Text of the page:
>
    > > I'm extremely agnostic about the spelling :) IOW I'd be very glad of
    > > any way [pure Python; e.g. maintaining my own version of the array
    > > module doesn't qualify] to simply and rapidly create an array.array
    > > instance with typecode t and number of elements n with each element
    > > initialised to value v (default to be the zero appropriate to the
    > > typecode).

    >
    > array(t, [v])*n
    >
    > </F>


    Thanks, that's indeed faster than array(t, [v]*n) but what I had in
    mind was something like an additional constructor:

    array.filledarray(typecode, repeat_value, repeat_count)

    which I speculate should be even faster. Looks like I'd better get a
    copy of arraymodule.c and start fiddling.

    Anyone who could use this? Suggestions on name? Argument order?

    Functionality: same as array.array(typecode, [repeat_value]) *
    repeat_count. So it would cope with array.filledarray('c', "foo", 10)

    I'm presuming an additional constructor would be better than doubling
    up on the existing one:

    array.array(typecode[, initializer)
    and
    array.array(typecode[, repeat_value, repeat_count])

    Cheers,
    John
     
    John Machin, Nov 28, 2006
    #15
  16. John Machin wrote:

    > Thanks, that's indeed faster than array(t, [v]*n) but what I had in
    > mind was something like an additional constructor:
    >
    > array.filledarray(typecode, repeat_value, repeat_count)
    >
    > which I speculate should be even faster.


    before you add a new API, you should probably start by borrowing the
    repeat code from Object/stringobject.c and see if the speedup is good
    enough.

    </F>
     
    Fredrik Lundh, Nov 28, 2006
    #16
  17. HYRY

    Klaas Guest

    John Machin wrote:

    > Thanks, that's indeed faster than array(t, [v]*n) but what I had in
    > mind was something like an additional constructor:
    >
    > array.filledarray(typecode, repeat_value, repeat_count)
    >
    > which I speculate should be even faster. Looks like I'd better get a
    > copy of arraymodule.c and start fiddling.
    >
    > Anyone who could use this? Suggestions on name? Argument order?
    >
    > Functionality: same as array.array(typecode, [repeat_value]) *
    > repeat_count. So it would cope with array.filledarray('c', "foo", 10)


    Why not just optimize array.__mul__? The difference is clearly in the
    repeated memcpy() in arraymodule.c:683. Pseudo-unrolling the loop in
    python demonstrates a speed up:

    [klaas@worbo ~]$ python -m timeit -s "from array import array"
    "array('c',['\0'])*100000"
    100 loops, best of 3: 3.14 msec per loop
    [klaas@worbo ~]$ python -m timeit -s "from array import array"
    "array('c',['\0','\0','\0','\0'])*25000"
    1000 loops, best of 3: 732 usec per loop
    [klaas@worbo ~]$ python -m timeit -s "from array import array"
    "array('c','\0'*20)*5000"10000 loops, best of 3: 148 usec per loop

    Which is quite close to your fromstring solution:

    [klaas@worbo ~]$ python -m timeit -s "from array import array"
    "array('c').fromstring('\0'*100000)"
    10000 loops, best of 3: 137 usec per loop

    In fact, you can make it about 4x faster by balancing:

    [klaas@worbo ~]$ python -m timeit -s "from array import array"
    "array('c','\0'*200)*500"
    10000 loops, best of 3: 32.4 usec per loop

    For the record:

    [klaas@worbo ~]$ python -m timeit -s "from array import array"
    "array('c','\0'*100000)"
    10000 loops, best of 3: 140 usec per loop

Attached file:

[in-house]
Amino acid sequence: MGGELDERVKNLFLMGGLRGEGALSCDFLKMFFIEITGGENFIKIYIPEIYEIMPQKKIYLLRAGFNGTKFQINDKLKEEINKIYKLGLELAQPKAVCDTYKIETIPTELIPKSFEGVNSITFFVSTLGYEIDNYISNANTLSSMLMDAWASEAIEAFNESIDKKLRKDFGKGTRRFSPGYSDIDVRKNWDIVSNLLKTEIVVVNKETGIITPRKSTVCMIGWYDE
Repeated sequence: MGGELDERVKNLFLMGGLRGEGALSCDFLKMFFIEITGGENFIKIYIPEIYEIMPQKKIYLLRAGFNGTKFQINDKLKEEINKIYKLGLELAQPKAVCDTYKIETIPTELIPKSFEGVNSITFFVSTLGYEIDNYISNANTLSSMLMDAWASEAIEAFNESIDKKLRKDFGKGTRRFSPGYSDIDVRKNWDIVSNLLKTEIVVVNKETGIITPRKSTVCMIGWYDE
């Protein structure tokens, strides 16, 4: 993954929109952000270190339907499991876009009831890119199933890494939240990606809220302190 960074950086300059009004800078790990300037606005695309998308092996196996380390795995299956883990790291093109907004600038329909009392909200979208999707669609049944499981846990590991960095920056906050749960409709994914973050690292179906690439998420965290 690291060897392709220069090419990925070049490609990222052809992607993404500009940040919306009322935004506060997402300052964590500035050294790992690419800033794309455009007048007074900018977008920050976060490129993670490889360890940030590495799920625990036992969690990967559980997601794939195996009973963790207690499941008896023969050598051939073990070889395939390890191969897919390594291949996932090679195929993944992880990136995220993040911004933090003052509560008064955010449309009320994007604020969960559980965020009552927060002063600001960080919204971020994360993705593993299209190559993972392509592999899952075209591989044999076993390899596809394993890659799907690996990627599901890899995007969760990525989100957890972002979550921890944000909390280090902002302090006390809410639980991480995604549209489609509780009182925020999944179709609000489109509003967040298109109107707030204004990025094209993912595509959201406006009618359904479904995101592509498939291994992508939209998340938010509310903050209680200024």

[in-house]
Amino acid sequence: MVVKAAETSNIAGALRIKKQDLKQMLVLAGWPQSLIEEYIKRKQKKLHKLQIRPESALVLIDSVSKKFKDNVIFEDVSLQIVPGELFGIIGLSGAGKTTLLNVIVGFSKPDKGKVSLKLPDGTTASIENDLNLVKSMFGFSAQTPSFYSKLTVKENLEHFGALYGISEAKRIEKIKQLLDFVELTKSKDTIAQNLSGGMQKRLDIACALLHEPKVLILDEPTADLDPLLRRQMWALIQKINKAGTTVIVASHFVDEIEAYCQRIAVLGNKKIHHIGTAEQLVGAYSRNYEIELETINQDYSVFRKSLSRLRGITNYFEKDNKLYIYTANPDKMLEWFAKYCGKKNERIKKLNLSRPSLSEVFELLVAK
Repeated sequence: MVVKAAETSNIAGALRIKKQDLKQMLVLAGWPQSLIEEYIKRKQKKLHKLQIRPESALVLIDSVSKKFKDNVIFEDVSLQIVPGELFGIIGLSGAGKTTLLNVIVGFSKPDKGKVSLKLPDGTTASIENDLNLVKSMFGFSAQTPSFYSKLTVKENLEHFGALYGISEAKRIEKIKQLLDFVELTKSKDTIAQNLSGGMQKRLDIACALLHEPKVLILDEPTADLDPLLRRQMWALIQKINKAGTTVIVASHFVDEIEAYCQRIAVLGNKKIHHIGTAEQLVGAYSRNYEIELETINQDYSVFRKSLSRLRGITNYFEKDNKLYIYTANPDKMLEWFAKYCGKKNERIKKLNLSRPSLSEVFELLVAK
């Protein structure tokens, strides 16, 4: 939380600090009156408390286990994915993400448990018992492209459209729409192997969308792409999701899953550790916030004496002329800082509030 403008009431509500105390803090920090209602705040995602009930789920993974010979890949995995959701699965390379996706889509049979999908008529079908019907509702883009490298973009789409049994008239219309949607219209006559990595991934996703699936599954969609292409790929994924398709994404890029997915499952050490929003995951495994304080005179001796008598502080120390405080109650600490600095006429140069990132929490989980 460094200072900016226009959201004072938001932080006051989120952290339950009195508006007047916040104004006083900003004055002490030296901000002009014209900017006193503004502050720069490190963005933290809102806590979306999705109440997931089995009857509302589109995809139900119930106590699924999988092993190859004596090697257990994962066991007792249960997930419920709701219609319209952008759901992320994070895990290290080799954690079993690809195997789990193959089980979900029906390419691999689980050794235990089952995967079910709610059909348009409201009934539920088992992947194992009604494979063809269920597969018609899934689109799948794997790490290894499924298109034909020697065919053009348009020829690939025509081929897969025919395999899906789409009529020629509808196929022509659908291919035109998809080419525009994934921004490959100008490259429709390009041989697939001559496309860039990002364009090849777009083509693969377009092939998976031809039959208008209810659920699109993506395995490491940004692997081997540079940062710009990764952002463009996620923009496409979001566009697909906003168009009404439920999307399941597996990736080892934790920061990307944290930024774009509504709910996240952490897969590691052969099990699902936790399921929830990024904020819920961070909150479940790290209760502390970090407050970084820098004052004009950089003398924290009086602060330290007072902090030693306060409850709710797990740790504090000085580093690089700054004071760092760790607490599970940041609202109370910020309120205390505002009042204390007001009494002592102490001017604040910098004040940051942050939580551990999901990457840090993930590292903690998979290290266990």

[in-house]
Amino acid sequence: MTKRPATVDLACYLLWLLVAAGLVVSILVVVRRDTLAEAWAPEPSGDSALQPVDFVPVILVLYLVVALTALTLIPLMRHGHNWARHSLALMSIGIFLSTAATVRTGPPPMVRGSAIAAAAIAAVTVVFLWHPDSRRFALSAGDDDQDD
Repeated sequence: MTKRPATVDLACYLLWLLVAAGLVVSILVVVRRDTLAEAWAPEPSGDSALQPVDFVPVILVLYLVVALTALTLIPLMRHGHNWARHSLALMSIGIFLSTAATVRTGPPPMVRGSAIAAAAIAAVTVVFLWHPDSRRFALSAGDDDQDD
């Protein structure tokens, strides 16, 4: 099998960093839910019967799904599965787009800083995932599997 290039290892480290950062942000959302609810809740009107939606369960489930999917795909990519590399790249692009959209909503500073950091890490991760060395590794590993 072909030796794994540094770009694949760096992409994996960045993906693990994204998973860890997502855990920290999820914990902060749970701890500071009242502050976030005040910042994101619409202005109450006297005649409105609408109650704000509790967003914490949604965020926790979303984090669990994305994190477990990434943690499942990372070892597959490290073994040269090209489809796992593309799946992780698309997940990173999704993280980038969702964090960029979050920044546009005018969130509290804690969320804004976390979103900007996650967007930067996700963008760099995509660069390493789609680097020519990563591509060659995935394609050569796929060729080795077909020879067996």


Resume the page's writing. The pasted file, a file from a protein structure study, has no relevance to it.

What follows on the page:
-Mike
     
    Klaas, Nov 28, 2006
    #17
  18. HYRY

    Klaas Guest

    Klaas wrote:

    > In fact, you can make it about 4x faster by balancing:
    >
    > [klaas@worbo ~]$ python -m timeit -s "from array import array"
    > "array('c','\0'*200)*500"
    > 10000 loops, best of 3: 32.4 usec per loop


    This is an unclean minimally-tested patch which achieves reasonable
    performance (about 10x faster than unpatched python):

    $ ./python -m timeit -s "from array import array" "array('c',
    '\0')*100000"
    10000 loops, best of 3: 71.6 usec per loop

    You have my permission to use this code if you want to submit a patch
    to sourceforge (it needs, proper benchmarking, testing, and tidying).

    -Mike

    Index: Modules/arraymodule.c
    ===================================================================
    --- Modules/arraymodule.c (revision 52849)
    +++ Modules/arraymodule.c (working copy)
    @@ -680,10 +680,29 @@
    return NULL;
    p = np->ob_item;
    nbytes = a->ob_size * a->ob_descr->itemsize;
    - for (i = 0; i < n; i++) {
    - memcpy(p, a->ob_item, nbytes);
    - p += nbytes;
    - }
    +
    + if (n) {
    + Py_ssize_t chunk_size = nbytes;
    + Py_ssize_t copied = 0;
    + char *src = np->ob_item;
    +
    + /* copy first element */
    + memcpy(p, a->ob_item, nbytes);
    + copied += nbytes;
    +
    + /* copy exponentially-increasing chunks */
    + while(chunk_size < (size - copied)) {
    + memcpy(p + copied, src, chunk_size);
    + copied += chunk_size;
    + if(chunk_size < size/10)
    + chunk_size *= 2;
    + }
    + /* copy remainder */
    + while (copied < size) {
    + memcpy(p + copied, src, nbytes);
    + copied += nbytes;
    + }
    + }
    return (PyObject *) np;
    }
     
    Klaas, Nov 28, 2006
    #18
  19. HYRY

    Klaas Guest

    Klaas wrote:
    > Klaas wrote:
    >
    > > In fact, you can make it about 4x faster by balancing:
    > >
    > > [klaas@worbo ~]$ python -m timeit -s "from array import array"
    > > "array('c','\0'*200)*500"
    > > 10000 loops, best of 3: 32.4 usec per loop

    >
    > This is an unclean minimally-tested patch which achieves reasonable
    > performance (about 10x faster than unpatched python):


    <snip>

    Never mind, that patch is bogus. A updated patch is here:
    http://sourceforge.net/tracker/index.php?func=detail&aid=1605020&group_id=5470&atid=305470

    -Mike
     
    Klaas, Nov 29, 2006
    #19
    1. Advertising